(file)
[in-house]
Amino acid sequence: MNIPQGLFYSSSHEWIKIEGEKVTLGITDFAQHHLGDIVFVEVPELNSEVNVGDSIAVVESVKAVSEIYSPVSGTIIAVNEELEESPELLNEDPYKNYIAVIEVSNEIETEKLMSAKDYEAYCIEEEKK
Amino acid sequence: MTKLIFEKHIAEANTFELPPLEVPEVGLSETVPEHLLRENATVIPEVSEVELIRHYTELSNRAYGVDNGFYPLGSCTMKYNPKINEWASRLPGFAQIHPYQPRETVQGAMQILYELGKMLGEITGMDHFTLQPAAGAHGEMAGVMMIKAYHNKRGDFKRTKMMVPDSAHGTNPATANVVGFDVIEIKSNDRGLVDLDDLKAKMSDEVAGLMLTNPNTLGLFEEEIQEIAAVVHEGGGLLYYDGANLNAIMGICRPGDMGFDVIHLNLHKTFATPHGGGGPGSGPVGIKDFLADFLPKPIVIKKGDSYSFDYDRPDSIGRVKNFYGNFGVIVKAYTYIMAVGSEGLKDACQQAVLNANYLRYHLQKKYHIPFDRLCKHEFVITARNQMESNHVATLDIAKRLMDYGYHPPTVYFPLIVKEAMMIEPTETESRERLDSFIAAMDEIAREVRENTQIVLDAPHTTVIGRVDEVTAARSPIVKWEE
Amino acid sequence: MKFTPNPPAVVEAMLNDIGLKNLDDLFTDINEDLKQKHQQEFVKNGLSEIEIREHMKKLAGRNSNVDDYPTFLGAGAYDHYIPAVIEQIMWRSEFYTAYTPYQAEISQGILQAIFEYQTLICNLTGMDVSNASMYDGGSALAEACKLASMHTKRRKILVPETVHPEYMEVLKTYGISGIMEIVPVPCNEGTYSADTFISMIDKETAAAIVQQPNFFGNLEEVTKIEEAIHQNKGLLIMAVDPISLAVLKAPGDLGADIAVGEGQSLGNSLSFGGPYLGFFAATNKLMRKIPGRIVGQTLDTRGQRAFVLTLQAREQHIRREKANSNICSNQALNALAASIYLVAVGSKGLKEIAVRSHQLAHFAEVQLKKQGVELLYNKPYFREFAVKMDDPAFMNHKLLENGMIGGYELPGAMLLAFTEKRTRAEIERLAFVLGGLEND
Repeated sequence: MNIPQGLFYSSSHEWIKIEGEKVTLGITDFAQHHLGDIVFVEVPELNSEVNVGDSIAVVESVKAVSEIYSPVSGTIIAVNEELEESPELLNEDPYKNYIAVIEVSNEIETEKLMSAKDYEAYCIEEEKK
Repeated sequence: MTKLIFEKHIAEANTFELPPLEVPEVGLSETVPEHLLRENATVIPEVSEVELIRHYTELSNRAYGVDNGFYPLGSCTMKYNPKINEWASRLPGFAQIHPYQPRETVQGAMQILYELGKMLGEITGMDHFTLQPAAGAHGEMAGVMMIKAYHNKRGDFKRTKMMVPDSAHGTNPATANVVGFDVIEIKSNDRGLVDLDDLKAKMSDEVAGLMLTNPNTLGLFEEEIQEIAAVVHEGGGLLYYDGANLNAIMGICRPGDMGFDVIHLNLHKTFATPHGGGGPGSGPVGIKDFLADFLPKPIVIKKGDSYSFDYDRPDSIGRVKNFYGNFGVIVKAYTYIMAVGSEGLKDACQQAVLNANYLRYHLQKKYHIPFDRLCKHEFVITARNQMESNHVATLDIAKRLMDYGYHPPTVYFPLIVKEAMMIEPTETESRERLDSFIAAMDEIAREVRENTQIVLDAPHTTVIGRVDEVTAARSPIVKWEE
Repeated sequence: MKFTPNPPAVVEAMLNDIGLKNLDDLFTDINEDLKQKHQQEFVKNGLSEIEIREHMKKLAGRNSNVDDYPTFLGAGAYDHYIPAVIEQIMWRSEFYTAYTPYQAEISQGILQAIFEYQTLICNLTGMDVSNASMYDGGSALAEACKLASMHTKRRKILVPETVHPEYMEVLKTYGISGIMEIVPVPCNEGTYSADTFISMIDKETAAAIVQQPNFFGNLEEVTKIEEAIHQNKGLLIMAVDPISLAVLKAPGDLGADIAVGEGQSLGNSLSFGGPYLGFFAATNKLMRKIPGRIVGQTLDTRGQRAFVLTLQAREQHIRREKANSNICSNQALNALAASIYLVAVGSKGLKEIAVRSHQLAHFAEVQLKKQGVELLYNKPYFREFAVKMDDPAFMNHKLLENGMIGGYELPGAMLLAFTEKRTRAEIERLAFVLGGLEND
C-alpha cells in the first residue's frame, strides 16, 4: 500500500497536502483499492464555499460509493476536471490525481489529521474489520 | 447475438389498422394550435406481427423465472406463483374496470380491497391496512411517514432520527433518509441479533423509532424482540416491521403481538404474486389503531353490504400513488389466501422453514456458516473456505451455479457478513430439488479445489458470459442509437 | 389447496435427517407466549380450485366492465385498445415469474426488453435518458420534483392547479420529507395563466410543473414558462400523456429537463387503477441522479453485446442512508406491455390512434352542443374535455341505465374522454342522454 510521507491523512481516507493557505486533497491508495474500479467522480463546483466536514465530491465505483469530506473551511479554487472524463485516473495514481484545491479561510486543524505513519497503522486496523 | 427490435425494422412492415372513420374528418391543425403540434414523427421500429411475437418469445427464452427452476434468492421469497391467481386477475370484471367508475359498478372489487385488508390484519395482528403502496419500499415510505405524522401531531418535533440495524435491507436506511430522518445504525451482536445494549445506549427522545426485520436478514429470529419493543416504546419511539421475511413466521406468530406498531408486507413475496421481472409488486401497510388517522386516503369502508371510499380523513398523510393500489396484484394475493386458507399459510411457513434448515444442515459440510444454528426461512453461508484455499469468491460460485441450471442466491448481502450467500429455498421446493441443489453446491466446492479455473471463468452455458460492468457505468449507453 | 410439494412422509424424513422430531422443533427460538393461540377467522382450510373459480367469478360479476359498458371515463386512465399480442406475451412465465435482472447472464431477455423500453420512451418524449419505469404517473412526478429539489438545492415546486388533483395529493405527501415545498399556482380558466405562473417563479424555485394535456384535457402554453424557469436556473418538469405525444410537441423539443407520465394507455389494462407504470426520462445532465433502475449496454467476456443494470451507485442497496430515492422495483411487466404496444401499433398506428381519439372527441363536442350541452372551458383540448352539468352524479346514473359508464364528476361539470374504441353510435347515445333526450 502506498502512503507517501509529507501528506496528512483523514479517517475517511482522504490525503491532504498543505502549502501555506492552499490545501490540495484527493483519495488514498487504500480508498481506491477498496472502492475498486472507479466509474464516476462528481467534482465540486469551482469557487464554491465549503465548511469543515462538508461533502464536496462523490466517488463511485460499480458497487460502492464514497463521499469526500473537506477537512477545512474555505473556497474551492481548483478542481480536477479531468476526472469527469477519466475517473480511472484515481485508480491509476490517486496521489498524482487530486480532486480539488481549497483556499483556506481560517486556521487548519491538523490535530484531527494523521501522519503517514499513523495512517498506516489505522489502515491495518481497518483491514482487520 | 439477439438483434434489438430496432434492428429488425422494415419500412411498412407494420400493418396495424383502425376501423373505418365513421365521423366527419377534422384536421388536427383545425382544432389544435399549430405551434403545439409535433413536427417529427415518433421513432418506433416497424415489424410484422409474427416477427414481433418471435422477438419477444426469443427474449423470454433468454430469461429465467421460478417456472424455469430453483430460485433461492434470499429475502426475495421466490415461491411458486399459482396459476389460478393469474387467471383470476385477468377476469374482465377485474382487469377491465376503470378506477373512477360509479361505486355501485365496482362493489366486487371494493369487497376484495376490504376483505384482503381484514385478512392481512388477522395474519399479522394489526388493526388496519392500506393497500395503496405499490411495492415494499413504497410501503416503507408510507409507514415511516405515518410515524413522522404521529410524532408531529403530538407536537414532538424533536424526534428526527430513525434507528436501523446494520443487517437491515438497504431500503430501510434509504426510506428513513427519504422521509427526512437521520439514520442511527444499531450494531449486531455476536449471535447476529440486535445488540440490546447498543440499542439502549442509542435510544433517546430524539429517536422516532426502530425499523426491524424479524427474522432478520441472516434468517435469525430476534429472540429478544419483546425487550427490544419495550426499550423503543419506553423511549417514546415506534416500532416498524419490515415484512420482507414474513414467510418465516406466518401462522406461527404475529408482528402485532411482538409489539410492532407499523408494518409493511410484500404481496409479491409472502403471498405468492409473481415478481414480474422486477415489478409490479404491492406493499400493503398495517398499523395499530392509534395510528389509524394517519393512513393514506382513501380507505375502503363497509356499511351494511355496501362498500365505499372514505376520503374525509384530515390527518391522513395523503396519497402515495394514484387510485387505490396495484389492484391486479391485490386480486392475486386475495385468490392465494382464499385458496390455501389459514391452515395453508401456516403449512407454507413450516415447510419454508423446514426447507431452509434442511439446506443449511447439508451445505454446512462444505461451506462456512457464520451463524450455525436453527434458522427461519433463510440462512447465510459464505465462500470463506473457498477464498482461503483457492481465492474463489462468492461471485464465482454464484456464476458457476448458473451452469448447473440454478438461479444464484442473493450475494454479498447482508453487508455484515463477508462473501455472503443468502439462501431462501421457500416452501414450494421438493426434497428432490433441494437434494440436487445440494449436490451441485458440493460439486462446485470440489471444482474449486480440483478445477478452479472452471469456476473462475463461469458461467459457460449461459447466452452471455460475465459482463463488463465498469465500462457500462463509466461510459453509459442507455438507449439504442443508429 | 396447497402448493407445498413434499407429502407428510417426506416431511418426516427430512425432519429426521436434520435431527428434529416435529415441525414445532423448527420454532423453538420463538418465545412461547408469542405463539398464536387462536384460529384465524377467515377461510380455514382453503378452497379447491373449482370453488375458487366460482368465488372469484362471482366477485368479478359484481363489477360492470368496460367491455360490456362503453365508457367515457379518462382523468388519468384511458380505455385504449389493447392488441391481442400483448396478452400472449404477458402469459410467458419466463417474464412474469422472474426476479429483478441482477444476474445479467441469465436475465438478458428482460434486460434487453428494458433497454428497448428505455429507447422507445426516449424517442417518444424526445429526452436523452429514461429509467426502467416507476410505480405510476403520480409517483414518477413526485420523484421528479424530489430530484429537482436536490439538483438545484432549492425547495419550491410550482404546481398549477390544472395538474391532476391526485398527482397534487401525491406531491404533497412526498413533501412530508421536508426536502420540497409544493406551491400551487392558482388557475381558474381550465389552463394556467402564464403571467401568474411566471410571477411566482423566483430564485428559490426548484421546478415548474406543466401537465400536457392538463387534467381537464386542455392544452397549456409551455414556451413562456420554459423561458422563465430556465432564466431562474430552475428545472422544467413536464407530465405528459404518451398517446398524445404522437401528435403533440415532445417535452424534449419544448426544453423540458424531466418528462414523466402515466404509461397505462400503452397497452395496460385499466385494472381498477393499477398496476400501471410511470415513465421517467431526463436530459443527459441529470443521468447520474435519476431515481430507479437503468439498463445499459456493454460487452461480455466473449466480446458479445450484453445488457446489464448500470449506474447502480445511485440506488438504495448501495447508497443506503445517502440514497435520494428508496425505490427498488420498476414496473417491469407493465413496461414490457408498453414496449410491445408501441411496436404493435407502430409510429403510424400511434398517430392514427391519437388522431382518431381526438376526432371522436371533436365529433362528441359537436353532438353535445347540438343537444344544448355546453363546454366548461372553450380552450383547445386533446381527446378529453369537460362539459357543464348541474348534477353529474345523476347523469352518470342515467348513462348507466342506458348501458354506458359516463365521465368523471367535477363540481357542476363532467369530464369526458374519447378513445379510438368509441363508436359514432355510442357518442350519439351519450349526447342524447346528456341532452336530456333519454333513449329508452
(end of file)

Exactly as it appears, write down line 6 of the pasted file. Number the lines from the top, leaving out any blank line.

Repeated sequence: MTKLIFEKHIAEANTFELPPLEVPEVGLSETVPEHLLRENATVIPEVSEVELIRHYTELSNRAYGVDNGFYPLGSCTMKYNPKINEWASRLPGFAQIHPYQPRETVQGAMQILYELGKMLGEITGMDHFTLQPAAGAHGEMAGVMMIKAYHNKRGDFKRTKMMVPDSAHGTNPATANVVGFDVIEIKSNDRGLVDLDDLKAKMSDEVAGLMLTNPNTLGLFEEEIQEIAAVVHEGGGLLYYDGANLNAIMGICRPGDMGFDVIHLNLHKTFATPHGGGGPGSGPVGIKDFLADFLPKPIVIKKGDSYSFDYDRPDSIGRVKNFYGNFGVIVKAYTYIMAVGSEGLKDACQQAVLNANYLRYHLQKKYHIPFDRLCKHEFVITARNQMESNHVATLDIAKRLMDYGYHPPTVYFPLIVKEAMMIEPTETESRERLDSFIAAMDEIAREVRENTQIVLDAPHTTVIGRVDEVTAARSPIVKWEE